- Oklahoma Naming
I cried a while when I moved hereand saw trees so short and few,prairie altogether flat,and the earth near scarlet like my Georgia earth but that was where kinship ended.And then, the land started hurtingme like an amputated part of my body.I had the dreams againwhere my dead father appearedwith unusual cruelties.I cannot believe anythingis what I learned from visions,and then, when I became gratefulfor deception, a new insistence:some long-gone Indian grandmotherwho came to me and I spokeher words and knew they were true.And then, when she left me, I laughedat my foolishness. I have relativesout here—though I can't prove it—cousins many times removedwith last names that tell something useful.How many enemies our ancestors have killed.What kind of song a wounded animal makes. [End Page 111] Sometimes I wonder what wouldbe my name if I had to choose again.My father's daughter might be called,Woman Who Still Loves And Cannot Say Why.My grandmother's child,Woman Who Pretends Her Visions Are Lies.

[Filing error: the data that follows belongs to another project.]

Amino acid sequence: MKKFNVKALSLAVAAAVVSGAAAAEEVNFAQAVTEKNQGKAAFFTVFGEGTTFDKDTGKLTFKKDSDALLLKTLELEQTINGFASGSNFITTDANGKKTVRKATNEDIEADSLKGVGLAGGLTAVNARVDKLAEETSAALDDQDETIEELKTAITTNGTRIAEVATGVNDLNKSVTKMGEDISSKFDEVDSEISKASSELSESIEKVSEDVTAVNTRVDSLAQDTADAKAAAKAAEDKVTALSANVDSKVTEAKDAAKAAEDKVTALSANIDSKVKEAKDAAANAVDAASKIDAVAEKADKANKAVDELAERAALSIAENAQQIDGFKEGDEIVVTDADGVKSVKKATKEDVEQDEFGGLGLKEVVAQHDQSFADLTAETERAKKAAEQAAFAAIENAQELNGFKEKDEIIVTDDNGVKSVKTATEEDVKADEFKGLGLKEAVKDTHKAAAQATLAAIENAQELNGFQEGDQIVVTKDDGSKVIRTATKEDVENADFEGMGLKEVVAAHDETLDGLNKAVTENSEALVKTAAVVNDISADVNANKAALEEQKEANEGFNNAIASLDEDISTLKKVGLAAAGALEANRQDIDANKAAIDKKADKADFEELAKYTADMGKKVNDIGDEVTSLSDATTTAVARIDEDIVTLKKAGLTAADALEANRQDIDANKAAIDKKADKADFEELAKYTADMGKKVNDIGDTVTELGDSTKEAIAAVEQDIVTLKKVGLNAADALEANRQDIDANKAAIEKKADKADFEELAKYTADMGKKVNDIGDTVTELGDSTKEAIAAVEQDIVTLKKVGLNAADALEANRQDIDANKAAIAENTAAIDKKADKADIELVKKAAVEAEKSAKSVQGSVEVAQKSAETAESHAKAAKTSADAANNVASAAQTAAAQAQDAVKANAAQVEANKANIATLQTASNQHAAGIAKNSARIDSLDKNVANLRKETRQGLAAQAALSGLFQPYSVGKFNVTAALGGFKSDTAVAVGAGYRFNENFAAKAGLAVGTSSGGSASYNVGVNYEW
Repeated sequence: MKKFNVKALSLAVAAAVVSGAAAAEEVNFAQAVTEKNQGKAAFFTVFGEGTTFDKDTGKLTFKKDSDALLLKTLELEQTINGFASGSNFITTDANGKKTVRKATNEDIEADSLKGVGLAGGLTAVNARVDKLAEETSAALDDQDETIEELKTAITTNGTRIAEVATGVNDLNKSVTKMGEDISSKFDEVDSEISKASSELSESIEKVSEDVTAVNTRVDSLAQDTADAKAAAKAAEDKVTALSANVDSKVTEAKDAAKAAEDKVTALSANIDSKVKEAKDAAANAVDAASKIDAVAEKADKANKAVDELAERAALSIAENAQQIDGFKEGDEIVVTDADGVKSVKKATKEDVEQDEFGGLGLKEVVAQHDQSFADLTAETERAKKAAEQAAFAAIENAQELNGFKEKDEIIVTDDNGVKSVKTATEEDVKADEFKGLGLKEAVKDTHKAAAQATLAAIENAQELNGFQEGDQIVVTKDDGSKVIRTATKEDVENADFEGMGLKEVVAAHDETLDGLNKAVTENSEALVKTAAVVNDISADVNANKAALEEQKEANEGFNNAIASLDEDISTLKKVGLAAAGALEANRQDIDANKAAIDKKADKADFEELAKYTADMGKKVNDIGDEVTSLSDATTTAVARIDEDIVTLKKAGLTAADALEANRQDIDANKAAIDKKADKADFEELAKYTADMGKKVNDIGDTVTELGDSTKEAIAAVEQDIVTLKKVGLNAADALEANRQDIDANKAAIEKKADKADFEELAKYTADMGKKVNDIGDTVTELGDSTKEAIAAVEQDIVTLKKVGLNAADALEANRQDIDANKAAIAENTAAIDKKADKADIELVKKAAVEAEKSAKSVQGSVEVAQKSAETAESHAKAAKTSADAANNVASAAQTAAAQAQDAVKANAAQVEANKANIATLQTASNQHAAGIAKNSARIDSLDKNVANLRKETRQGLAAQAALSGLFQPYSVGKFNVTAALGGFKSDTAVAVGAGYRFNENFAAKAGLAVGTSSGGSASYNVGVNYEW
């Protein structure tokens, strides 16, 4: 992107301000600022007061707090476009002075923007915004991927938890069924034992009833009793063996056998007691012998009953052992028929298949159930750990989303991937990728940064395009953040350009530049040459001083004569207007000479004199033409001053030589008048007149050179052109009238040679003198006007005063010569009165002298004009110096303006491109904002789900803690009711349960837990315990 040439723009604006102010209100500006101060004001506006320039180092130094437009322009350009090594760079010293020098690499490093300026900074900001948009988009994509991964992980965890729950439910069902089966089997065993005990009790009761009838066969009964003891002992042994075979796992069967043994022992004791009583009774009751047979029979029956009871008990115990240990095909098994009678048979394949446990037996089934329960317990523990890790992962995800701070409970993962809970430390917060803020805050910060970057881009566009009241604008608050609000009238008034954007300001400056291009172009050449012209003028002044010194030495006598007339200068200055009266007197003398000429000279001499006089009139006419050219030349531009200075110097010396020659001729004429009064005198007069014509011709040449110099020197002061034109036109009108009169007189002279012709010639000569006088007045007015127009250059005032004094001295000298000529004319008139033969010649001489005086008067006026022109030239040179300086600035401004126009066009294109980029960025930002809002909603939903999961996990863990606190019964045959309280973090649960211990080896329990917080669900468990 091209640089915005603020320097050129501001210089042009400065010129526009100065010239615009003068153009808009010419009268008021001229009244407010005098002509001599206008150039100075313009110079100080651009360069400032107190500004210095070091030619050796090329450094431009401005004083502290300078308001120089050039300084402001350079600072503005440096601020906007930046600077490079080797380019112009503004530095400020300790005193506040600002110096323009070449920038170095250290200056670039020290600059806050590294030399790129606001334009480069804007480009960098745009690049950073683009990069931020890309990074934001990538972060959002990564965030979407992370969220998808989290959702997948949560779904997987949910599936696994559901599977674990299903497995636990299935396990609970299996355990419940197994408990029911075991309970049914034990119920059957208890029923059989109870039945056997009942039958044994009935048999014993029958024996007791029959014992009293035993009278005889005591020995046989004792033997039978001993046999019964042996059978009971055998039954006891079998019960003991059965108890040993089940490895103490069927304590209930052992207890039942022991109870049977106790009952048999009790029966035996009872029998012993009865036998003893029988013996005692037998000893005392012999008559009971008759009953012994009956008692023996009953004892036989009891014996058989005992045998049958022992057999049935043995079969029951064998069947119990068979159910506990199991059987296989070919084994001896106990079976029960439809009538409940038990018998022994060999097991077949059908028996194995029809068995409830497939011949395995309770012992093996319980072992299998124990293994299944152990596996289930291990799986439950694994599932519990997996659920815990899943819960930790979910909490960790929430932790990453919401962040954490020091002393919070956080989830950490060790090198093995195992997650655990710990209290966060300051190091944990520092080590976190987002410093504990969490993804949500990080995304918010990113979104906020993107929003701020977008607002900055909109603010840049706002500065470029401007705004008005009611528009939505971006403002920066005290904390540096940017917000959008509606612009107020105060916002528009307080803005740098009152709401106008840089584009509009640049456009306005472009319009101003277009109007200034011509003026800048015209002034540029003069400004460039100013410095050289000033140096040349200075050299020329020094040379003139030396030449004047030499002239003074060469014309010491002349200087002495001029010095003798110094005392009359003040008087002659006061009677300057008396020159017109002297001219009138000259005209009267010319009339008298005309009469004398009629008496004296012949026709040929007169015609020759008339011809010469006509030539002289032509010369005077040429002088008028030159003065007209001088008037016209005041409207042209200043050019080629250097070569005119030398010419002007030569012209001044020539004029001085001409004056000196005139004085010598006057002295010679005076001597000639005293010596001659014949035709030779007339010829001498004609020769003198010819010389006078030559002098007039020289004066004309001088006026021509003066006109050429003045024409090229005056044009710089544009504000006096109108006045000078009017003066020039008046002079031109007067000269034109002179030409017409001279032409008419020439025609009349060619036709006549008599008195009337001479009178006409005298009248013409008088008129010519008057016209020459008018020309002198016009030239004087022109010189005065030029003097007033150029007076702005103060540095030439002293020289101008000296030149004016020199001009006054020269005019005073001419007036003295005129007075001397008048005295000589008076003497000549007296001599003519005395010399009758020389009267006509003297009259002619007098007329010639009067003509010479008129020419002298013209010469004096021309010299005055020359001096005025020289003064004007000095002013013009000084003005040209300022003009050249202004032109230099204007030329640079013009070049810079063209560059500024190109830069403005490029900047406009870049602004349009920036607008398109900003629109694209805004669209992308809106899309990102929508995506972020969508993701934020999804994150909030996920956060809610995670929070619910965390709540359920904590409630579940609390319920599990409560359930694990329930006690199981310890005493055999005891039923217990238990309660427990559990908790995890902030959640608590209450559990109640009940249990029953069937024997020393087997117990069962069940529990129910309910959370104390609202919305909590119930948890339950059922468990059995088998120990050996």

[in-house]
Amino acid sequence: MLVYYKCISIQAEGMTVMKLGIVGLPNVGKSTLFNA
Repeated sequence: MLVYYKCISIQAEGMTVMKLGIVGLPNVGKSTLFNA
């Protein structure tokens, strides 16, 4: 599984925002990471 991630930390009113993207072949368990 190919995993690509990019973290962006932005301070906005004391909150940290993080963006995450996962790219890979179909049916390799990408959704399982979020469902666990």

Honorée Fanonne Jeffers’s latest book is Outlandish Blues (Wesleyan, 2003). Her poems have appeared in American Poetry Review, Callaloo, Kenyon Review, and Prairie Schooner. A native Southerner, she now lives on the prairie, where she is Assistant Professor of English at the University of Oklahoma.